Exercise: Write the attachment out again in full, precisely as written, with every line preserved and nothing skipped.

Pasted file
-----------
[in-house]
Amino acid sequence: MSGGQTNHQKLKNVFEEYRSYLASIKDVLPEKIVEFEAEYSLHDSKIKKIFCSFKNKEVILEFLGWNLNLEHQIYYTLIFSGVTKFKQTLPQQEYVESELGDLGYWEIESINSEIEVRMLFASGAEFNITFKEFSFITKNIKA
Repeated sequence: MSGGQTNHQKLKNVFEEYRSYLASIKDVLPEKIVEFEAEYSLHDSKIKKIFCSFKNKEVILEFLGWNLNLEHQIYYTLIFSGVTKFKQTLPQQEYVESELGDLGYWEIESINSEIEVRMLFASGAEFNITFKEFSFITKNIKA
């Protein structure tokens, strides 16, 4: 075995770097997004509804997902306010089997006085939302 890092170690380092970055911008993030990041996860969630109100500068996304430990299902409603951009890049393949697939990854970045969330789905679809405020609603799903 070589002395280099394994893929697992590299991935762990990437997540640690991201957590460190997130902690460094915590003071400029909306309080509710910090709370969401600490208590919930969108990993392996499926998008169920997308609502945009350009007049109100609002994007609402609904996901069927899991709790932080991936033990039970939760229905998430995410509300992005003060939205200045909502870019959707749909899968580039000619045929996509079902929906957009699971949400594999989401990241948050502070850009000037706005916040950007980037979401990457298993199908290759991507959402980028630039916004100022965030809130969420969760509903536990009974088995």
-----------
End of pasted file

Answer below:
[in-house]
Amino acid sequence: MSGGQTNHQKLKNVFEEYRSYLASIKDVLPEKIVEFEAEYSLHDSKIKKIFCSFKNKEVILEFLGWNLNLEHQIYYTLIFSGVTKFKQTLPQQEYVESELGDLGYWEIESINSEIEVRMLFASGAEFNITFKEFSFITKNIKA
Repeated sequence: MSGGQTNHQKLKNVFEEYRSYLASIKDVLPEKIVEFEAEYSLHDSKIKKIFCSFKNKEVILEFLGWNLNLEHQIYYTLIFSGVTKFKQTLPQQEYVESELGDLGYWEIESINSEIEVRMLFASGAEFNITFKEFSFITKNIKA
């Protein structure tokens, strides 16, 4: 075995770097997004509804997902306010089997006085939302 890092170690380092970055911008993030990041996860969630109100500068996304430990299902409603951009890049393949697939990854970045969330789905679809405020609603799903 070589002395280099394994893929697992590299991935762990990437997540640690991201957590460190997130902690460094915590003071400029909306309080509710910090709370969401600490208590919930969108990993392996499926998008169920997308609502945009350009007049109100609002994007609402609904996901069927899991709790932080991936033990039970939760229905998430995410509300992005003060939205200045909502870019959707749909899968580039000619045929996509079902929906957009699971949400594999989401990241948050502070850009000037706005916040950007980037979401990457298993199908290759991507959402980028630039916004100022965030809130969420969760509903536990009974088995």